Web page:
For those who want a more comprehensive study of the issue, see Conway and Ashley’s article “The Liberal Arts in St. Thomas Aquinas,” published in The Thomist vol. 22 (1959).


For a massive treatment of the liberal arts tradition in the Middle Ages, see "Arts Libéraux et Philosophie au Moyen Âge" (Montreal and Paris 1969)



John Corcoran
Many thanks for your well-researched and thoughtful contribution.

As a personal aside, I was an undergraduate engineering major at Hopkins in the late 1950s. Almost every student took logic as an elective. The textbook was the 1934 Cohen-Nagel masterpiece. When I started teaching logic in the mid-1960s I used Mates 1965 first, then Lemmon 1965, then Tarski 1946 until I realized that beginning students needed a more liberal-arts approach before they could appreciate the brilliance of Mates, Lemmon, Tarski, etc. My solution was to use selections from Cohen-Nagel, Lemmon, and Tarski all available in inexpensive paperbacks.

If I remember correctly, the only course required of all Hopkins students was English Composition, which was largely aimed at polishing so the graduates would not embarrass themselves by using "uneducated" language.



Bhupinder Singh Anand
Ronald Fuller aptly notes:


"When exactly and why did logic stop being a core requirement for every single educated person in the west and become a technical, niche elective that only a tiny fraction of educated people know anything about? ... This seems to be an important question its hard to find anything written about it."


Yes, it is indeed hard to accept that, for over a hundred years now, logic has been taught:


(a) to an academic elite (see the remarks below on the teaching of Set Theory as a core requirement in mathematics and logic), as intellectually challenging philosophical science fiction;

instead of:


(b) to the laity as the scientific assignment of truth values to the grammatically correct propostions of a language of adequate representation and unambiguous communication, whose evolution is dictated by the needs of a pragmatic philosophy responsible for abstracting a coherent perspective of the external world for applied scientists (whose concern is our sensory observations of a `common' external world).


Inevitably, such teaching is difficult to justify economically, and to sustain as a core educational requirement, in a globalising and increasing egalitarian educational environment.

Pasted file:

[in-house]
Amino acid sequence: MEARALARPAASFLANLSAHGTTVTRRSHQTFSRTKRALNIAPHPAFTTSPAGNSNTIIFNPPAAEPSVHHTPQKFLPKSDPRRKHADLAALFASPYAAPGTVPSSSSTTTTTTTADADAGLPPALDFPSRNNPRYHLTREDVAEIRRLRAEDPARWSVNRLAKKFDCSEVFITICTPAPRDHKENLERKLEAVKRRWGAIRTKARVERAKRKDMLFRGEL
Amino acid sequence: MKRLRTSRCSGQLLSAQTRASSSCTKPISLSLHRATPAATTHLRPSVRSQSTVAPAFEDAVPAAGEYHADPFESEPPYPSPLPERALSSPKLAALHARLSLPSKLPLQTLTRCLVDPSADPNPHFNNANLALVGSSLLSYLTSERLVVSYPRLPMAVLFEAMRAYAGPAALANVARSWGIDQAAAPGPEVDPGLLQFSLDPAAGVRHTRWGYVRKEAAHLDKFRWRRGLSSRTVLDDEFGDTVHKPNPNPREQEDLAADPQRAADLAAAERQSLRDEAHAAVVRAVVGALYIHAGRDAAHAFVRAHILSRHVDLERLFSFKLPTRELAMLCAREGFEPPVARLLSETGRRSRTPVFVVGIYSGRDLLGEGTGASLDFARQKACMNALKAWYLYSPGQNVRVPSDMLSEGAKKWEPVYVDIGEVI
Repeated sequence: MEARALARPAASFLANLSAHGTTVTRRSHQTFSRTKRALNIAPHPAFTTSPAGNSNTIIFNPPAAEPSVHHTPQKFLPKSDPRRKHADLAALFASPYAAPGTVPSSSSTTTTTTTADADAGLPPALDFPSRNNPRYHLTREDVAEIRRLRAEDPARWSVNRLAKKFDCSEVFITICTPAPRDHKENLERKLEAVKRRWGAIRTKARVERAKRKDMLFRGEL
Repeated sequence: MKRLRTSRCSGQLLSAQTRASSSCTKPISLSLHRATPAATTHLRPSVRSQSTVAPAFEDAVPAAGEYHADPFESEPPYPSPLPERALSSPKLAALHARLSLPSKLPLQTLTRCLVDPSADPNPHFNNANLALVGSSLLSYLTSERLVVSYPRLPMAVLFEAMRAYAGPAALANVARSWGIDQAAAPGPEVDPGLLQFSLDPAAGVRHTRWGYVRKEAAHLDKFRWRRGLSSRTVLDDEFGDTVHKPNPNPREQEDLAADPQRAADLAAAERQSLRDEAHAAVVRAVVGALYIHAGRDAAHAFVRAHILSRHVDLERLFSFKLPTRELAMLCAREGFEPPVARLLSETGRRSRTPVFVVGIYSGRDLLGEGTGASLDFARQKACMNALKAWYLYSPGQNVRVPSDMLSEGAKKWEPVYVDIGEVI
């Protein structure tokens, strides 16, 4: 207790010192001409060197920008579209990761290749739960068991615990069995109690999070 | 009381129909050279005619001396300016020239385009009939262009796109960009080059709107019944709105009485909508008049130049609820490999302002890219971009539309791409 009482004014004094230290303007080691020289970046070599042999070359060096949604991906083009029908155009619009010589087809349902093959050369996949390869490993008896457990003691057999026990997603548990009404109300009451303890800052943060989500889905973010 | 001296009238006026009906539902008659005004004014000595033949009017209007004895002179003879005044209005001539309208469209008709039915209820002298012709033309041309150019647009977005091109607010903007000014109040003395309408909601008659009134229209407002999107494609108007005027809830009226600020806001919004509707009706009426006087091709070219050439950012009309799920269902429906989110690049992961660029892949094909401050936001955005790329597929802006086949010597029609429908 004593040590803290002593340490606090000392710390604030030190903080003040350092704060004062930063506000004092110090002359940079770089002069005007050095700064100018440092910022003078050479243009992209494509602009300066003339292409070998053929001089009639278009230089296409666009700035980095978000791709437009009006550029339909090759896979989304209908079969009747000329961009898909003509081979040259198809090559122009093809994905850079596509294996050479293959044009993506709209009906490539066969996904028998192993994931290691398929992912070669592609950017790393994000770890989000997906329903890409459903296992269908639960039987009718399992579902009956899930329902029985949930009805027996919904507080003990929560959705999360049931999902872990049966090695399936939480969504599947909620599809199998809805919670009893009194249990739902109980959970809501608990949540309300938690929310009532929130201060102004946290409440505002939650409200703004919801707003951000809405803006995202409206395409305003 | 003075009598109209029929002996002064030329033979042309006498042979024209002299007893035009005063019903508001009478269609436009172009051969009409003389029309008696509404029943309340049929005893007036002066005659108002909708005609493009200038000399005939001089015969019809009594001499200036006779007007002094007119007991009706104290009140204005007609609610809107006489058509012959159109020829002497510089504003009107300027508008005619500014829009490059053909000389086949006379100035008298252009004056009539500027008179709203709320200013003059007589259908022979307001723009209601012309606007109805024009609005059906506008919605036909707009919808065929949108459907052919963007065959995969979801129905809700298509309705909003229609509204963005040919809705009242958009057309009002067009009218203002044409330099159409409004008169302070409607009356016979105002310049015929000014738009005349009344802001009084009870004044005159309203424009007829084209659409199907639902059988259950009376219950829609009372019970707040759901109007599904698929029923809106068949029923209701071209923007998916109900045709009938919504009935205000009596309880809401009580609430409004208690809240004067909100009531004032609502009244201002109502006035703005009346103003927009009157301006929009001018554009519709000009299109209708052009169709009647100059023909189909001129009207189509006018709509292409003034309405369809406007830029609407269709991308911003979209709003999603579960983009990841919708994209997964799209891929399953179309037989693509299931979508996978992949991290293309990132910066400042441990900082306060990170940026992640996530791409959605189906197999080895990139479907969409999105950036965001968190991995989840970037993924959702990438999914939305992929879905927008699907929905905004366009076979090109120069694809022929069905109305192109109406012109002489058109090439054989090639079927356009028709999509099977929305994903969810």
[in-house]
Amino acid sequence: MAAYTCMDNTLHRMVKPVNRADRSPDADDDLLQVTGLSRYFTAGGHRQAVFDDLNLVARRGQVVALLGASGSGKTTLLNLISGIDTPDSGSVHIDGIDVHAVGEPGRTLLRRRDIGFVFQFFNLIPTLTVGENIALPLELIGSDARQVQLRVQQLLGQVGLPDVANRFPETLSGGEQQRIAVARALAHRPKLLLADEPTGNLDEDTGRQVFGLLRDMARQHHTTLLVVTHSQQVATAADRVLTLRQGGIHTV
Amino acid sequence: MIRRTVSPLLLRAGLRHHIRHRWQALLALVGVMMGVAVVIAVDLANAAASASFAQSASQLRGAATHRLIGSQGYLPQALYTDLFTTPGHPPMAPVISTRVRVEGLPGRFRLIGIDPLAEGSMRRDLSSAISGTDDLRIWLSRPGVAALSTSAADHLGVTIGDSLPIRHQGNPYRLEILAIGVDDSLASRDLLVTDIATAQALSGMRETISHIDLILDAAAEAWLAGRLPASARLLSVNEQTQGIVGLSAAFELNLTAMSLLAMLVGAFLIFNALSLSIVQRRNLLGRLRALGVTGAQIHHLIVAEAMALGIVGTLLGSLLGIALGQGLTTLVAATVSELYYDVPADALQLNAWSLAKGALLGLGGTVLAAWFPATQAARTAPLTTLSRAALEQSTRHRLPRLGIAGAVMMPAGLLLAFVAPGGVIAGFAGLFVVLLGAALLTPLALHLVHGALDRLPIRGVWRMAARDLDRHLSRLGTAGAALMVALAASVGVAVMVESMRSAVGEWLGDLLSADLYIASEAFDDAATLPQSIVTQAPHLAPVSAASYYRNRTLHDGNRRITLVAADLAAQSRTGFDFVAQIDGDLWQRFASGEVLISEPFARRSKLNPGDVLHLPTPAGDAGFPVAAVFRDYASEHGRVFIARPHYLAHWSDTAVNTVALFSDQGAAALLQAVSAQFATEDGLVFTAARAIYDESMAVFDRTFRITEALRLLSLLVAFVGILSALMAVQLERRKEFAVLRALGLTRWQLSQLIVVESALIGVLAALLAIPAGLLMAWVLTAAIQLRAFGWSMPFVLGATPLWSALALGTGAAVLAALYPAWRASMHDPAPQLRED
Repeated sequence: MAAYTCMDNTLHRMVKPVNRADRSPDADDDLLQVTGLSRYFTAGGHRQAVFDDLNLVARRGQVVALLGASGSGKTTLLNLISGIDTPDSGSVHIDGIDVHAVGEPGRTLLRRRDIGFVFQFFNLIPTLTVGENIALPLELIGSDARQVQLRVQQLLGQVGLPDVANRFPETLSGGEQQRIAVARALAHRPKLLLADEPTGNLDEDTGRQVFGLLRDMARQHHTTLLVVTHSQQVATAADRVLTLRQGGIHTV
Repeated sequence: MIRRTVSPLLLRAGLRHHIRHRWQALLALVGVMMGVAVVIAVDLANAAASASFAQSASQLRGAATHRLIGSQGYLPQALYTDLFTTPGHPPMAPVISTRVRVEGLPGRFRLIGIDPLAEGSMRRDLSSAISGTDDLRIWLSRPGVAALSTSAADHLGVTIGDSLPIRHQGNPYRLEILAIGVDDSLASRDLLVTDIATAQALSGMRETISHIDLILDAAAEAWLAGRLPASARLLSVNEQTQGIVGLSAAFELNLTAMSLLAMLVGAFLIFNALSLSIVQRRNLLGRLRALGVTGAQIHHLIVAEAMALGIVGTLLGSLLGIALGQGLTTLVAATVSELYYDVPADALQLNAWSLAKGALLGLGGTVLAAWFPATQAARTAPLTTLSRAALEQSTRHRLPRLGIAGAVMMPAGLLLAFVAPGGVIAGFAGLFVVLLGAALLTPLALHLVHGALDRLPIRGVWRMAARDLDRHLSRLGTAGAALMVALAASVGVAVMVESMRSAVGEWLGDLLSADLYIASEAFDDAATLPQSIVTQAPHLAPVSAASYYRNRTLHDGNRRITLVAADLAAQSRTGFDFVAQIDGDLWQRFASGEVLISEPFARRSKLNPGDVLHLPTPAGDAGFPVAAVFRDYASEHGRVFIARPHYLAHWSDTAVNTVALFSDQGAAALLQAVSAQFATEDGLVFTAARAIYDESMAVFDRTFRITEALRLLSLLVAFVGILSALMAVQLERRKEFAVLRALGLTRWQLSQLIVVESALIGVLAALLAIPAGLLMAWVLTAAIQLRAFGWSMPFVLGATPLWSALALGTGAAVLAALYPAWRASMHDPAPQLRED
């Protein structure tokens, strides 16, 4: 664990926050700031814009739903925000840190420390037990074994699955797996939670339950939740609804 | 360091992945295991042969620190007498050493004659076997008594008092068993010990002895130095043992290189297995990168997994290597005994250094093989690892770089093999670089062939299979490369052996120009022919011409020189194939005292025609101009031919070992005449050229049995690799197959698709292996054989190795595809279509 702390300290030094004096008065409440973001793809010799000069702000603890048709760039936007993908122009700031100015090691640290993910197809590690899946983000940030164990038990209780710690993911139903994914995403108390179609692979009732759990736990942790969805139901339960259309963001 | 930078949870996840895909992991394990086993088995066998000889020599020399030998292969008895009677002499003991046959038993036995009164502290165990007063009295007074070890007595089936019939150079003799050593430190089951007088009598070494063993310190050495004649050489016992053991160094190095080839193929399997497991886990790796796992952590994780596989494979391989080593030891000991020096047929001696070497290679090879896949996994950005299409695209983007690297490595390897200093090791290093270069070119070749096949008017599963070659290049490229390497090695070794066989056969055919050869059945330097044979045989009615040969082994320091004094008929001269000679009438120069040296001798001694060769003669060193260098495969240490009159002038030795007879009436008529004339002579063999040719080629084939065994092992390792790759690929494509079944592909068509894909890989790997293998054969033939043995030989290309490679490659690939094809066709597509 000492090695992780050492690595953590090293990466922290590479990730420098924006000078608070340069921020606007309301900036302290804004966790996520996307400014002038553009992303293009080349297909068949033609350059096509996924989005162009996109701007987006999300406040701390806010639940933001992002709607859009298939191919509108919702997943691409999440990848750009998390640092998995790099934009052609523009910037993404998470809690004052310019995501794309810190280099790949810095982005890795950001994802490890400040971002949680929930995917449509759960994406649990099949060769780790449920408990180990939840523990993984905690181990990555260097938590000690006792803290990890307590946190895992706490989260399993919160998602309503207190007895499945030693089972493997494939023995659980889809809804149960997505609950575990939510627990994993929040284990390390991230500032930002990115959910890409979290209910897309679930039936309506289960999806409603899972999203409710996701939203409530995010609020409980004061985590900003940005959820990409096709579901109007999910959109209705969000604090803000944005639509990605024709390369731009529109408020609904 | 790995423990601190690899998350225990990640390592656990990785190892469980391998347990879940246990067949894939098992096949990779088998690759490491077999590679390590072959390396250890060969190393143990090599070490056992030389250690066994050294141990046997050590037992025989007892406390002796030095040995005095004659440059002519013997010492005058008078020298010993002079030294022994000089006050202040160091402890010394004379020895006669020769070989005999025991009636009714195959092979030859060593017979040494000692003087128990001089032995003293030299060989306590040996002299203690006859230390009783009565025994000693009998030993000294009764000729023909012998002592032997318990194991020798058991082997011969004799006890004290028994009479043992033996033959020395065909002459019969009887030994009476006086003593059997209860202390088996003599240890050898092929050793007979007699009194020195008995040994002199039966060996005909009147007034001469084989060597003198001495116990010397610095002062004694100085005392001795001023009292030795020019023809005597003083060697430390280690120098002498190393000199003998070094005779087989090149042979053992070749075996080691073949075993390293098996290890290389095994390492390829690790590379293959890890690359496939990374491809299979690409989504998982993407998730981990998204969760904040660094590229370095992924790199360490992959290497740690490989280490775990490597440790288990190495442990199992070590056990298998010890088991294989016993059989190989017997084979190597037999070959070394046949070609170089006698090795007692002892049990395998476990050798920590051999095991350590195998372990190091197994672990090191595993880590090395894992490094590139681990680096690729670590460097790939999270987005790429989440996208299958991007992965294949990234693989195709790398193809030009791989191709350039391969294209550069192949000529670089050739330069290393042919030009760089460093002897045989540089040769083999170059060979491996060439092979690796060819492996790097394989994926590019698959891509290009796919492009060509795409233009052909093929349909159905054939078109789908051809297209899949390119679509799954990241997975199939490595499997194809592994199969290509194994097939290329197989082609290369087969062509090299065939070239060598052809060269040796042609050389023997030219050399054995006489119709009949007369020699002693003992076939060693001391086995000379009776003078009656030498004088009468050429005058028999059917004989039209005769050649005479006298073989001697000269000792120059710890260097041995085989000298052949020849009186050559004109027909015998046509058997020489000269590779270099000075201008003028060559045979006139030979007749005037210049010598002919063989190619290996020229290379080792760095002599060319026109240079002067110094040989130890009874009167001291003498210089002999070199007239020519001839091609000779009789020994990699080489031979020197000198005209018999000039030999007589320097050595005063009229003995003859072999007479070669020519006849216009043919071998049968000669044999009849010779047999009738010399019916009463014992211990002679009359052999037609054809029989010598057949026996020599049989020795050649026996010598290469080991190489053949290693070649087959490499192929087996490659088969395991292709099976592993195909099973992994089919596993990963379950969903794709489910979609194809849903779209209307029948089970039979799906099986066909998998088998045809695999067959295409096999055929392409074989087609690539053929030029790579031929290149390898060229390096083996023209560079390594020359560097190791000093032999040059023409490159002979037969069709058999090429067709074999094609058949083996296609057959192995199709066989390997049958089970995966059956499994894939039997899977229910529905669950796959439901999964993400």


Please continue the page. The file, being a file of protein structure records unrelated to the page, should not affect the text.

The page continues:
For instance, in a brief, but provocative, review of what they term as "the enduring evolution of logic" over the ages, the authors of Oxford University Press' recently released 'A Dictionary of Logic', philosophers Thomas Ferguson and Graham Priest take to task---what they view as Kant-influenced---the manner in which logic is taught as a first course in most places in the world:


"... as usually ahistorical and somewhat dogmatic. This is what logic is; just learn the rules. It is as if Frege had brought down the tablets from Mount Sinai: the result is God-given, fixed, and unquestionable."




However, Ferguson and Priest reveal their conventional heritage by concluding that:


"Logic provides a theory, or set of theories, about what follows from what, and why. And like any theoretical inquiry, it has evolved, and will continue to do so. It will surely produce theories of greater depth, scope, subtlety, refinement—and maybe even truth."


It is not obvious whether the 'maybe' is prescient optimism, or a tongue-in-cheek exit throwaway!




For, if anything, the developments in logic since 1931 has---seemingly in gross violation of the hallowed principle of Ockham's razor, and its crude, but highly effective, modern avatar KISS---indeed produced a 'plethora of theories of great depth, scope, subtlety, and refinement'.


These, however, seem to have more in common with the, cynical, twentieth century emphasis on subjective, unverifiable, 'truth', rather than with the concept of an objective, evidence-based, 'truth' that centuries of philosophers and mathematicians strenuously struggled to differentiate and express.